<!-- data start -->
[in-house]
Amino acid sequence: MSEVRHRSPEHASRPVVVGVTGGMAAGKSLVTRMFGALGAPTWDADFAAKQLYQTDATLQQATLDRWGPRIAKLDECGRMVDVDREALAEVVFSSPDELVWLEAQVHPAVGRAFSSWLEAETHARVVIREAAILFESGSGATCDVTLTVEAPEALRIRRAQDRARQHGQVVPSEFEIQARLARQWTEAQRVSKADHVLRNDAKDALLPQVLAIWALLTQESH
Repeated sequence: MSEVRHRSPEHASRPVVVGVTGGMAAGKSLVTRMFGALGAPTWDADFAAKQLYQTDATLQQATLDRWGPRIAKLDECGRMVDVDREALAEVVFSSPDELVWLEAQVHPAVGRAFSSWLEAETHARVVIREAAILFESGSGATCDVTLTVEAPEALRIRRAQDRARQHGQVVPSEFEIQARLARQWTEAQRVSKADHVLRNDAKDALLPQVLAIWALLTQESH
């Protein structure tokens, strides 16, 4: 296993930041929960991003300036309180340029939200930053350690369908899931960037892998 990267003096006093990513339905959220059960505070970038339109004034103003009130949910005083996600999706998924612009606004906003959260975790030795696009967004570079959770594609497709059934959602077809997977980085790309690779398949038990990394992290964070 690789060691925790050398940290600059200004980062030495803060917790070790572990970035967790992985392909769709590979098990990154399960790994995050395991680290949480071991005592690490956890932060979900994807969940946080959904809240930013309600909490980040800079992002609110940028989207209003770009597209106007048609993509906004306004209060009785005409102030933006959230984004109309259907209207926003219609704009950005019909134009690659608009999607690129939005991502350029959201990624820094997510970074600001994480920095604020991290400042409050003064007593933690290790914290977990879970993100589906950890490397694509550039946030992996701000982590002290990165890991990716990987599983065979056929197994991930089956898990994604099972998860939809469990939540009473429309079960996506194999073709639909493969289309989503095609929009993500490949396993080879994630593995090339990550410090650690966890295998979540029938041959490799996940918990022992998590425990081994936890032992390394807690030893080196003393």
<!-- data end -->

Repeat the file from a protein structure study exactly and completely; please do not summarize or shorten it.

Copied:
[in-house]
Amino acid sequence: MSEVRHRSPEHASRPVVVGVTGGMAAGKSLVTRMFGALGAPTWDADFAAKQLYQTDATLQQATLDRWGPRIAKLDECGRMVDVDREALAEVVFSSPDELVWLEAQVHPAVGRAFSSWLEAETHARVVIREAAILFESGSGATCDVTLTVEAPEALRIRRAQDRARQHGQVVPSEFEIQARLARQWTEAQRVSKADHVLRNDAKDALLPQVLAIWALLTQESH
Repeated sequence: MSEVRHRSPEHASRPVVVGVTGGMAAGKSLVTRMFGALGAPTWDADFAAKQLYQTDATLQQATLDRWGPRIAKLDECGRMVDVDREALAEVVFSSPDELVWLEAQVHPAVGRAFSSWLEAETHARVVIREAAILFESGSGATCDVTLTVEAPEALRIRRAQDRARQHGQVVPSEFEIQARLARQWTEAQRVSKADHVLRNDAKDALLPQVLAIWALLTQESH
């Protein structure tokens, strides 16, 4: 296993930041929960991003300036309180340029939200930053350690369908899931960037892998 990267003096006093990513339905959220059960505070970038339109004034103003009130949910005083996600999706998924612009606004906003959260975790030795696009967004570079959770594609497709059934959602077809997977980085790309690779398949038990990394992290964070 690789060691925790050398940290600059200004980062030495803060917790070790572990970035967790992985392909769709590979098990990154399960790994995050395991680290949480071991005592690490956890932060979900994807969940946080959904809240930013309600909490980040800079992002609110940028989207209003770009597209106007048609993509906004306004209060009785005409102030933006959230984004109309259907209207926003219609704009950005019909134009690659608009999607690129939005991502350029959201990624820094997510970074600001994480920095604020991290400042409050003064007593933690290790914290977990879970993100589906950890490397694509550039946030992996701000982590002290990165890991990716990987599983065979056929197994991930089956898990994604099972998860939809469990939540009473429309079960996506194999073709639909493969289309989503095609929009993500490949396993080879994630593995090339990550410090650690966890295998979540029938041959490799996940918990022992998590425990081994936890032992390394807690030893080196003393």